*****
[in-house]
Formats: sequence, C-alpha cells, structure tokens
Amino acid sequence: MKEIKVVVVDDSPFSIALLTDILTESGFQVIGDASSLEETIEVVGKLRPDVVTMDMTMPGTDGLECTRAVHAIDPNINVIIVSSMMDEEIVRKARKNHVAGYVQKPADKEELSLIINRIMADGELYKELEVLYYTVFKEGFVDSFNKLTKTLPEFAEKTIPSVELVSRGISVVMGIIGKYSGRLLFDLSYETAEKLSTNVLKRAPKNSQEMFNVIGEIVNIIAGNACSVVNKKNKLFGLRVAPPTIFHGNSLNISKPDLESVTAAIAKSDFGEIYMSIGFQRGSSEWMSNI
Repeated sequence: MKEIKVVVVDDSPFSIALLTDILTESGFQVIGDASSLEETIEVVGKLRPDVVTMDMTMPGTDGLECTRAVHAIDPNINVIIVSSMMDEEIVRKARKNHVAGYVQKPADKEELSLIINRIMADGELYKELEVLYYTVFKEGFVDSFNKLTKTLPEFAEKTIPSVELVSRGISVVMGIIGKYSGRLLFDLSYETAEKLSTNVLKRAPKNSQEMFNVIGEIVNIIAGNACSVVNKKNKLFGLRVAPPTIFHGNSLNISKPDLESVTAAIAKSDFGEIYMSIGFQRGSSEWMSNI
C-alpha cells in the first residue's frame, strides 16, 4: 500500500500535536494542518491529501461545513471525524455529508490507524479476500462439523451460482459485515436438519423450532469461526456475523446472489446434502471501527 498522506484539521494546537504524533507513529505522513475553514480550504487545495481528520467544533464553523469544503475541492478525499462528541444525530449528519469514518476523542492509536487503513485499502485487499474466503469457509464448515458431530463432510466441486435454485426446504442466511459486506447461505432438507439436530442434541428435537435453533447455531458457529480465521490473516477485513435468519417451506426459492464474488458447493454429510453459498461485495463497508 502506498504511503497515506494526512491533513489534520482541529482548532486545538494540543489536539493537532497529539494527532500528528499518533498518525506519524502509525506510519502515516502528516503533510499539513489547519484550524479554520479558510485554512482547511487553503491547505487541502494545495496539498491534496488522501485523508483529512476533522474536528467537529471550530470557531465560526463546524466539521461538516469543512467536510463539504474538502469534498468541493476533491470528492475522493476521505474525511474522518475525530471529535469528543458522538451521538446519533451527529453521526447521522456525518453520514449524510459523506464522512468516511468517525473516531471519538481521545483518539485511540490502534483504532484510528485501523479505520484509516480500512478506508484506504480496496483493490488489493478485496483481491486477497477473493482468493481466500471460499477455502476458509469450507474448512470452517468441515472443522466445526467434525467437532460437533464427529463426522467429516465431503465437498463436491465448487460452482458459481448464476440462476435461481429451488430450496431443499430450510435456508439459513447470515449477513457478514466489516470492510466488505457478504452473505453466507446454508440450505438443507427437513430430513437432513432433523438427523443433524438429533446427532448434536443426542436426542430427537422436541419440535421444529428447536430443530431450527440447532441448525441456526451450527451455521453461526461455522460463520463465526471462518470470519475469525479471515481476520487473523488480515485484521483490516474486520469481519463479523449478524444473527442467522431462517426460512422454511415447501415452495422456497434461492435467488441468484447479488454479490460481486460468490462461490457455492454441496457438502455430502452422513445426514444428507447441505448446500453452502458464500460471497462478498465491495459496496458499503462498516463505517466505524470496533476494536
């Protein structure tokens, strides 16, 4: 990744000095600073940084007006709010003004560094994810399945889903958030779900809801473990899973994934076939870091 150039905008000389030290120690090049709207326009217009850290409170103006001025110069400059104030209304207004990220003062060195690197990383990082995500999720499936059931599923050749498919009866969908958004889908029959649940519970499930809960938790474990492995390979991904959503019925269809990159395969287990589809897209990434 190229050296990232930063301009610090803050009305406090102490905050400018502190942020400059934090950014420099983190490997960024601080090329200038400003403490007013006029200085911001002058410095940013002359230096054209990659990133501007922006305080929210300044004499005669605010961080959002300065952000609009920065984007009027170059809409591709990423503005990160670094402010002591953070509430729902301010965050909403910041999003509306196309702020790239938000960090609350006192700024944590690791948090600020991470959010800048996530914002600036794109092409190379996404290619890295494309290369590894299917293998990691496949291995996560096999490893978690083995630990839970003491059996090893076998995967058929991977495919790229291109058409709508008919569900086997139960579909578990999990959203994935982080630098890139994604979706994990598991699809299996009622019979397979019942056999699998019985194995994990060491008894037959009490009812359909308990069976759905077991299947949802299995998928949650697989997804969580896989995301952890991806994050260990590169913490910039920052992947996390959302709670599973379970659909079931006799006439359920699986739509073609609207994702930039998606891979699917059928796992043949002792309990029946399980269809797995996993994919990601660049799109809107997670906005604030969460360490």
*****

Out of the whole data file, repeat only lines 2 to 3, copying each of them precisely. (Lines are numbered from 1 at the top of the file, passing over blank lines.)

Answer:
Formats: sequence, C-alpha cells, structure tokens
Amino acid sequence: MKEIKVVVVDDSPFSIALLTDILTESGFQVIGDASSLEETIEVVGKLRPDVVTMDMTMPGTDGLECTRAVHAIDPNINVIIVSSMMDEEIVRKARKNHVAGYVQKPADKEELSLIINRIMADGELYKELEVLYYTVFKEGFVDSFNKLTKTLPEFAEKTIPSVELVSRGISVVMGIIGKYSGRLLFDLSYETAEKLSTNVLKRAPKNSQEMFNVIGEIVNIIAGNACSVVNKKNKLFGLRVAPPTIFHGNSLNISKPDLESVTAAIAKSDFGEIYMSIGFQRGSSEWMSNI